In a recent briefing (pdf) for the law practice Morrison Foerster, co-author and firm associate Zhang Wei wrote that the draft law, for the first time, “includes a relatively detailed definition of ‘citizens’ personal information’, meaning personal information such as a citizen’s name, birth date, ID number, biometric data, profession, residence, or telephone number … as well as other kinds of information that, alone or combined with other information, may be used to determine a citizen’s identity.”
That would unify the currently disparate, sector-specific regulations which impose data protection requirements that don’t always reflect rapid changes in business reality. “The data practice of telecom services (including e-commerce service) providers (such as Alibaba, Tencent) are regulated by the data privacy rules of the telecom sector, not by those of the financial sector,” Zhang told China Economic Review.
That “telecom” classification given Alibaba and Tencent may give them greater leeway with how they can treat customers’ personal information. But the most empowering access to user data may arise from the privileges baked into the terms of service for the firms’ respective payment platforms.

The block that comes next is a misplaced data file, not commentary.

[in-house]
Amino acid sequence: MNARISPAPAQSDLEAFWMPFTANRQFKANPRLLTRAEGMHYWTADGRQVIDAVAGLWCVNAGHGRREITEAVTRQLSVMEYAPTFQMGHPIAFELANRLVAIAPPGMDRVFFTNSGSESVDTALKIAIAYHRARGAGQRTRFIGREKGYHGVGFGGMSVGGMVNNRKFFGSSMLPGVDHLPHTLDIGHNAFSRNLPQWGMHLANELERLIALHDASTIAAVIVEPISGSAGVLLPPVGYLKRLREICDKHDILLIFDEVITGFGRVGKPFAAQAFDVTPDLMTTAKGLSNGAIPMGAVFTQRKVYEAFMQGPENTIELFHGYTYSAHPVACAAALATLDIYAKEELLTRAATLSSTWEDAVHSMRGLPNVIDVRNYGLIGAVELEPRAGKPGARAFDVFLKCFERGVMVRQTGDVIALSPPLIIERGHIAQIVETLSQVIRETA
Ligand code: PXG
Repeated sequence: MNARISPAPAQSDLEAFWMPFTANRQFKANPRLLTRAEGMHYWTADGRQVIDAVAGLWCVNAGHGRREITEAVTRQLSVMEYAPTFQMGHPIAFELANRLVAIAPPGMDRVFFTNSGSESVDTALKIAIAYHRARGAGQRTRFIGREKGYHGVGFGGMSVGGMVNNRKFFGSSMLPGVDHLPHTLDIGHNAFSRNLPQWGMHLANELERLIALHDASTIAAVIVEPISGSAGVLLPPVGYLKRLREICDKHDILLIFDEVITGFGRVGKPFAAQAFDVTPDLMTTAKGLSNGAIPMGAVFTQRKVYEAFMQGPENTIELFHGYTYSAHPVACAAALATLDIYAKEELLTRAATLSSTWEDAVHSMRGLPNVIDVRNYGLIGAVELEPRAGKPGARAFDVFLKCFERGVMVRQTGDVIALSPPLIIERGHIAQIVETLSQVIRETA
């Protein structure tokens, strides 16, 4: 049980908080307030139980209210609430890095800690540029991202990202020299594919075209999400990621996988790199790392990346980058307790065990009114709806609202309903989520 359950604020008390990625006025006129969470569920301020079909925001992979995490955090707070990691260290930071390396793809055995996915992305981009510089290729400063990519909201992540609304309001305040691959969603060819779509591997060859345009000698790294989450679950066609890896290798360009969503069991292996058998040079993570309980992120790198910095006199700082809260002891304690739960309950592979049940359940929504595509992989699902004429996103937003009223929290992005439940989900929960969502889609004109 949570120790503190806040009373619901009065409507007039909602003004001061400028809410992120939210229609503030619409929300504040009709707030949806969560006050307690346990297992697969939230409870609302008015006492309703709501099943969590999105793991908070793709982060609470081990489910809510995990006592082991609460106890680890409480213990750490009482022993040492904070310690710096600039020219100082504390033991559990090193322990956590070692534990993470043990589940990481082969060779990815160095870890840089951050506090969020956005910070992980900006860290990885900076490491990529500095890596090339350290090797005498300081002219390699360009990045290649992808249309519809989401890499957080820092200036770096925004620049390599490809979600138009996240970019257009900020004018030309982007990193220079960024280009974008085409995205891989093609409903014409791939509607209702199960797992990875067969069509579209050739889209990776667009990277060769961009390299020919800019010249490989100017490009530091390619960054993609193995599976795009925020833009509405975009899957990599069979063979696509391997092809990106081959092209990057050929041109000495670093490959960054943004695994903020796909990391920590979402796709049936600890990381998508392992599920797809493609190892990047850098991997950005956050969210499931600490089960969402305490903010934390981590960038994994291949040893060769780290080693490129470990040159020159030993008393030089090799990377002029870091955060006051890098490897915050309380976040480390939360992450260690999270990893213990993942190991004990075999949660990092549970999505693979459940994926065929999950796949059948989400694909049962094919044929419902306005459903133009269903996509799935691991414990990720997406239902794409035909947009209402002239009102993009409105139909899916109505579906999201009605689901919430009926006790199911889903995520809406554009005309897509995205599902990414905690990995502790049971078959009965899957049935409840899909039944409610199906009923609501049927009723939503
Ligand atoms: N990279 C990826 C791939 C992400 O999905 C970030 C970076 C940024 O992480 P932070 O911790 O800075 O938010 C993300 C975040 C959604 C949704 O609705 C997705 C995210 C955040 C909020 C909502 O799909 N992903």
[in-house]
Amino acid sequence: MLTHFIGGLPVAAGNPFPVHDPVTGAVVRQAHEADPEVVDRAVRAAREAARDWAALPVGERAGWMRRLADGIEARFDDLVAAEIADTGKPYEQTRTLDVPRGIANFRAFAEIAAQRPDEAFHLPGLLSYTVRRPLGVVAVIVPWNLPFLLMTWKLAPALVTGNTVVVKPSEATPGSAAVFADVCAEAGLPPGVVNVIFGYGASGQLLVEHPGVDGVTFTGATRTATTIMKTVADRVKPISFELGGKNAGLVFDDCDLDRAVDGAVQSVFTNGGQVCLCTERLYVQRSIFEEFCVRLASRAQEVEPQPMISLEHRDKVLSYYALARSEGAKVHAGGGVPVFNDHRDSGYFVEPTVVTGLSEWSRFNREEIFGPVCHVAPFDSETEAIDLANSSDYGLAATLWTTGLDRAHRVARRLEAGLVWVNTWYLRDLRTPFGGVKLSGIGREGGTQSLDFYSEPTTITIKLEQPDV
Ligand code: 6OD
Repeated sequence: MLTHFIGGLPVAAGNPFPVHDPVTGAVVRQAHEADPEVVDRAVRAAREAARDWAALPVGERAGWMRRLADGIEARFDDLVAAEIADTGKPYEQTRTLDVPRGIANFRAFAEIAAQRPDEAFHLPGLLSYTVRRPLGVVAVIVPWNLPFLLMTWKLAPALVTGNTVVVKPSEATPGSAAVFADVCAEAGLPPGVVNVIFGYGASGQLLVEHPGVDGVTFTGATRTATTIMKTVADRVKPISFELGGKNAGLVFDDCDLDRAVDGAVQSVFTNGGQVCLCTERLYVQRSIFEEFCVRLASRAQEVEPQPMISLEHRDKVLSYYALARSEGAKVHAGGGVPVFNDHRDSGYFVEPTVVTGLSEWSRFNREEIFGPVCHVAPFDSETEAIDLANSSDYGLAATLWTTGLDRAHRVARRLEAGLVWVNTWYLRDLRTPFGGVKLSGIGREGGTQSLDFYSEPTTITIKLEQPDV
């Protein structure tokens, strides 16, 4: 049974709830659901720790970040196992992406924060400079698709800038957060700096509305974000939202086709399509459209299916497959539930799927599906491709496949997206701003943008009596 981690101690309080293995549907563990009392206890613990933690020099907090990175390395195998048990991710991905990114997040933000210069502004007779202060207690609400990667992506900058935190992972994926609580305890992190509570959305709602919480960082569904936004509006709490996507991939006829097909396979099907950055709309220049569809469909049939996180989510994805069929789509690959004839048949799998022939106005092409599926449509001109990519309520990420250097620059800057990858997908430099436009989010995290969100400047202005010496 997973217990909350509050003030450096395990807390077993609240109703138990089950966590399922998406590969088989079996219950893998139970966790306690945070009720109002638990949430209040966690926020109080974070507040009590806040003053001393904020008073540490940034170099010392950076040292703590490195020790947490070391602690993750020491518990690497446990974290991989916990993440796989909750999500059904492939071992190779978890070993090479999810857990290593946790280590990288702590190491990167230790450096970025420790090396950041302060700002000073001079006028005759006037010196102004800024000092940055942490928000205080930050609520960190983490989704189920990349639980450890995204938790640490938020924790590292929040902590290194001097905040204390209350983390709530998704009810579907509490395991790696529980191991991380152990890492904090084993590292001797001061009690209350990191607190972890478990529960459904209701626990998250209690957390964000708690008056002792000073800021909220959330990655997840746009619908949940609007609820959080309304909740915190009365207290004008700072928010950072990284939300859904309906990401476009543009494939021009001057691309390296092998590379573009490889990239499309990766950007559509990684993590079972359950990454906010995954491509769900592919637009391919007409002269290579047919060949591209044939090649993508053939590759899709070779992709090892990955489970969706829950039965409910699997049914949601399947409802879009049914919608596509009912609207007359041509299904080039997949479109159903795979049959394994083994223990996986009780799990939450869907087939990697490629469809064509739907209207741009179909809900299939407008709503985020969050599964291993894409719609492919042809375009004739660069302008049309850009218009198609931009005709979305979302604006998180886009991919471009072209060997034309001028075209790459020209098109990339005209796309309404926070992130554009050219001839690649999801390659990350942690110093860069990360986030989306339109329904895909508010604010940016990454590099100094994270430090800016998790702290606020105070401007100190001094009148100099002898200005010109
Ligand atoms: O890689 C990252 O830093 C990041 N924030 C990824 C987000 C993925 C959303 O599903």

Terms of disservice
Perhaps the best lens on Alipay’s approach to users’ personal data comes from the terms of service users must agree to in order to open an account—a prerequisite to the use of any of the Alibaba conglomerate’s many online retail outlets and myriad associated financial services.
In the conclusion to her in-depth analysis of Alipay’s terms of service, to be published in the October edition of the journal Computer Law Security Review, Professor Liu Yue of the Shanghai University of Political Science and Law says the firm’s rules are “not comprehensive, and leave loopholes that could detrimentally affect consumers’ rights in the mobile [commerce] ecosystem”.
Put bluntly: Alipay gets everything, forever, to do with as it pleases. As Liu’s report points out, terms stipulate that the company:
• Is not responsible for any financial losses resulting from identity theft or compromised passwords;